DASH Diet: Healthy eating to lower your blood pressureMonday, January 26, 2015
It is exciting that The DASH (Dietary Approaches to Stop Hypertension) diet/ meal plan has been in the news over the past months. Did you know that U.S. News and World Report voted the DASH diet as tied for first place along with the biggest loser diet as the top diets to prevent and manage diabetes? Thirty-five meal plans were evaluated. (1) This blog will explain the history of the DASH diet and how it might be a good choice for many people with diabetes. This was written for information only and you need to ask your doctor and dietitian if this plan would be beneficial for you.
The history of the DASH diet/meal plan
Back in 1997 the National Heart, Lung and Blood Institute NHLBI (part of the National Institutes of Health in the United States) published the results of a multicenter feeding study testing the effects of certain diets on blood pressure. This was called the DASH trial. (2) Data was analyzed over the following years and it was found that in the DASH-sodium study, when participants followed the DASH diet plus reduced amounts of dietary sodium (without a reduction in weight) their blood pressure dropped. The greatest reduction in blood pressure was seen with a limit of 1,500 mg of sodium per day compared to the control diet of 3,300 mg/day. The study also had subjects eating 2,400 mg of sodium per day which also reduced blood pressure but not as much as the 1,500 mg plan. Decreases in blood pressure were found both in subjects with and without high blood pressure. (3)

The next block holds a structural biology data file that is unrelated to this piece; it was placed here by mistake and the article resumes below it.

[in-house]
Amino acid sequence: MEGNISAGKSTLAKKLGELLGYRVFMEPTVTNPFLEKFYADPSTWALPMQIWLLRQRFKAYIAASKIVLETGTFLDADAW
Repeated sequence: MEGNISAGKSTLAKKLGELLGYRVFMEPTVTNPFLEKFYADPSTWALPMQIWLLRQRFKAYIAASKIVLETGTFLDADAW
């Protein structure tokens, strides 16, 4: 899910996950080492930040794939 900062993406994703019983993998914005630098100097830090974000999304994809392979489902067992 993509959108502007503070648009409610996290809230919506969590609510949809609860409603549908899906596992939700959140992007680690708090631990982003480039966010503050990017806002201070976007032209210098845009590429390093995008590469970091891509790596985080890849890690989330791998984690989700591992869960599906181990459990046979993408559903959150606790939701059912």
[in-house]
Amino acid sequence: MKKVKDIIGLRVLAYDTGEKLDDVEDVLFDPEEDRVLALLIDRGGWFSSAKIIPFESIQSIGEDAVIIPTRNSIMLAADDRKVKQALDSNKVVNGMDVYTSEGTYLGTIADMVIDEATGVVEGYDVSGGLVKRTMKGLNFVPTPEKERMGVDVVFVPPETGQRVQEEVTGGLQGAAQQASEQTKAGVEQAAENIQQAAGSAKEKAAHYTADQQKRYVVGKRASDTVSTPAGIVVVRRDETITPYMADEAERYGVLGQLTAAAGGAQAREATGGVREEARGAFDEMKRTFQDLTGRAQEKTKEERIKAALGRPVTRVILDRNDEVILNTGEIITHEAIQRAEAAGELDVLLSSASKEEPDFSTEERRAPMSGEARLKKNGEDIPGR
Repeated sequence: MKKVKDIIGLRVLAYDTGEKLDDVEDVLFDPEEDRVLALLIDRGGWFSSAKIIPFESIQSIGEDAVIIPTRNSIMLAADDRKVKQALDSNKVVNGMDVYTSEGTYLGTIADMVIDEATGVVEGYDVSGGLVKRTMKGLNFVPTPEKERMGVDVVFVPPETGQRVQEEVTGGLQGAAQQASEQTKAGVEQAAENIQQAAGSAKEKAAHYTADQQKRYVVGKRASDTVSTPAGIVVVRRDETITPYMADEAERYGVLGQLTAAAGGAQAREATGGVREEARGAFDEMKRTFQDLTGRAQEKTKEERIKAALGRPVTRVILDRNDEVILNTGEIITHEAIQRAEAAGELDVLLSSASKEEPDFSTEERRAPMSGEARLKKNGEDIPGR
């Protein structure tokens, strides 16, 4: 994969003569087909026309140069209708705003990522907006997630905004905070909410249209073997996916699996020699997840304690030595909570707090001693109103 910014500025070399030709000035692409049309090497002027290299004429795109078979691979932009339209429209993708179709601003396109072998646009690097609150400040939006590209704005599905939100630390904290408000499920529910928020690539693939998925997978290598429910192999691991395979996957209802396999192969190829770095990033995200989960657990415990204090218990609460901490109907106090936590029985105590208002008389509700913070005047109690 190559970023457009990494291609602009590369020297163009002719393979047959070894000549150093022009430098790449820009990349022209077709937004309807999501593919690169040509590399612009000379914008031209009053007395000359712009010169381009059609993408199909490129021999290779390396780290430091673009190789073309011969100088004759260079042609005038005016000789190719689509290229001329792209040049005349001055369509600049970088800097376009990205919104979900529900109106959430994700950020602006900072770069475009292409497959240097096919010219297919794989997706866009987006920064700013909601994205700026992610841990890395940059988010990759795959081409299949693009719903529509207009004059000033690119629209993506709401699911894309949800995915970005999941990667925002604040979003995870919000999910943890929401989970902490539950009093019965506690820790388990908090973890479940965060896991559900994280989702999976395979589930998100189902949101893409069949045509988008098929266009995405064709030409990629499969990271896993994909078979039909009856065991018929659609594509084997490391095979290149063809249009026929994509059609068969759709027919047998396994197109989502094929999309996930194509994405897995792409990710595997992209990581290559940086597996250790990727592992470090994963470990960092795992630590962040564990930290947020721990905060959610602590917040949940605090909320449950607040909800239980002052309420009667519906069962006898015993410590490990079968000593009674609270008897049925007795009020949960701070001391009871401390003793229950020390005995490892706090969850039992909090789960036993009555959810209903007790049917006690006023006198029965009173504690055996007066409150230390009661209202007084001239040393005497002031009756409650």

What is the DASH Diet?
The DASH DIET is a very balanced meal plan that has been shown to lower blood pressure and helps to improve blood lipid levels. These factors help reduce cardiovascular disease risk. All people with diabetes are at risk for cardiovascular disease. (4)
These food groups are included on the DASH diet:
- Whole grains- bread, oat rice and corn products
- Vegetables-fresh and canned or frozen if they are low in sodium
- Fruit- fresh, dried, frozen or canned
- Dairy- Low or no fat products (cheese and milk)
- Meats- Lean cuts with fat trimmed and skin removed - Broiling, roasting and poaching are recommended for preparation
- Beans and peas cooked from dried, nuts and seeds
- Fats-low fat salad dressing, canola, olive, safflower and corn oil
- Low fat sweets in moderation (5)
Foods that need to be limited are foods moderate or high in sodium, sweets, beverages with excess sugar and red meat. Stay away from trans-fat, saturated fat and foods high in cholesterol. The plan encourages foods high in potassium, magnesium, calcium, protein and fiber. (6)
Recommendations to follow with DASH
Maintain a Healthy Weight (7)
Talk to your dietitian about needed calories. Weight loss is encouraged when overweight. It is suggested to decrease calories needed for maintance by 500-1,000 calories per day to lose weight. For people with diabetes you also need your plan to correctly complement the medications you take for your diabetes.
Please go to our blog: Five Sodium lowering ideas for people with diabetes.
This blog explains how to decrease sodium levels in the average American diet and gives links to recipes on our site.
Potassium should come from dietary sources not supplements (7)
Most fruits and vegetables contain potassium. Ask your dietitian for assistance with the amount of potassium you need. Do not use products with potassium chloride added unless your physician approves.
Alcohol should be limited and do not smoke (7)
Here are some recommendations about consuming alcohol if you have diabetes.
The U.S. Department of Health and Human Services provides detailed information on DASH diet plans for individuals that need 1,600, 2,000 and 2,600 calories. If you decide this is the program might be for you, talk it over with your dietitian/certified diabetes educator. If all agree, it is important to merge the plan with your medication, exercise and all other aspects of living with diabetes.
To learn more about the DASH diet check out our slideshow here.